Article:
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Public health

Review points to effectiveness of influenza vaccination

Seasonal influenza vaccine is more effective during regional or widespread outbreaks, study finds

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Influenza vaccination was effective during regional and widespread outbreaks, irrespective of whether the vaccine matched the circulating viruses

Case-control studies, using a “test-negative design”, can be used to assess the effectiveness of seasonal influenza vaccine while limiting selection bias. They compare vaccine status between patients presenting with influenza-like symptoms who test positive for influenza with laboratory tests and those who test negative.

A meta-analysis of 35 such studies was undertaken by Edwin van den Heuvel, from Eindhoven University, the Netherlands, and colleagues. All studies included high-risk people aged 60 years and older.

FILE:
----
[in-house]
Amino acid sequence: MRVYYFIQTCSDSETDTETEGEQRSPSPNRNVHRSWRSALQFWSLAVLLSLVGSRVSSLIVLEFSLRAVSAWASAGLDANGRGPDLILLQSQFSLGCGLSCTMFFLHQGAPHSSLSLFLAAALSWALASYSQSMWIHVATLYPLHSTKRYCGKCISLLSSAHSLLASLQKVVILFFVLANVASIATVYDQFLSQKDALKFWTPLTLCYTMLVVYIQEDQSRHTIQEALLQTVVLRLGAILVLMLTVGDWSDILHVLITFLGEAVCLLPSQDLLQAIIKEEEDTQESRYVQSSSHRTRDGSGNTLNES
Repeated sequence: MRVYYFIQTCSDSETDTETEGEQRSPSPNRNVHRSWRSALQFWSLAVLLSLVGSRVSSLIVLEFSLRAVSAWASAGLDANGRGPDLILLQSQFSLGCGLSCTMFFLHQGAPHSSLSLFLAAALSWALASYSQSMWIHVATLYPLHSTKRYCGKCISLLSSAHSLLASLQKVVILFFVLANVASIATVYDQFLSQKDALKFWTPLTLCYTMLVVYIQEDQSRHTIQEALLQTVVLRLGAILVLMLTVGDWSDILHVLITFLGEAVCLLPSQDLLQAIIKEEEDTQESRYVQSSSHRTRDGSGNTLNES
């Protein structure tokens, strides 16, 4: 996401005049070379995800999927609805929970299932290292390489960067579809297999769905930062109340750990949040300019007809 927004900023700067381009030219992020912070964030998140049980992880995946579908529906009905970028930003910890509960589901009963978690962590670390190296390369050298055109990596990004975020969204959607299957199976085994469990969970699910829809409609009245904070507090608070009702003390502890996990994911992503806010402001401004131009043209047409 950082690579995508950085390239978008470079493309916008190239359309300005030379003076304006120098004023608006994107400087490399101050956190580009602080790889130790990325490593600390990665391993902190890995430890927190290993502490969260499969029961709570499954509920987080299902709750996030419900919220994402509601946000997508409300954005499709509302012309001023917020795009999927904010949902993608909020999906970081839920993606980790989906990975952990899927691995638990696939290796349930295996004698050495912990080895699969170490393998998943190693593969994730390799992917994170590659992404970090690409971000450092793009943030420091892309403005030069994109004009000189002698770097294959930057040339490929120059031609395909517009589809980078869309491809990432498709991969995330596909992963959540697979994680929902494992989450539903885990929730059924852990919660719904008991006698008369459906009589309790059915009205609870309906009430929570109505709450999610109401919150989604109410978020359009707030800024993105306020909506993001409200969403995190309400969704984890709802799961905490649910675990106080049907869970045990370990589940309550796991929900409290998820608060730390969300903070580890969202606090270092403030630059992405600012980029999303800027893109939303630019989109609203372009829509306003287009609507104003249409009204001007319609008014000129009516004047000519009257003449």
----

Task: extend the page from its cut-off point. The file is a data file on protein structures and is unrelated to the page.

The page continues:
The results, reported in The Lancet Infectious Diseases (online, 6 November 2014)[1], reveal that vaccination was effective during regional and widespread outbreaks, irrespective of whether the vaccine matched the circulating viruses. Vaccination was also effective during sporadic outbreaks but only when the vaccine matched.

“Efforts should be renewed worldwide to further increase uptake of the influenza vaccine in the elderly population,” say the researchers.

Citation: The Pharmaceutical Journal DOI: 10.1211/PJ.2014.20067194

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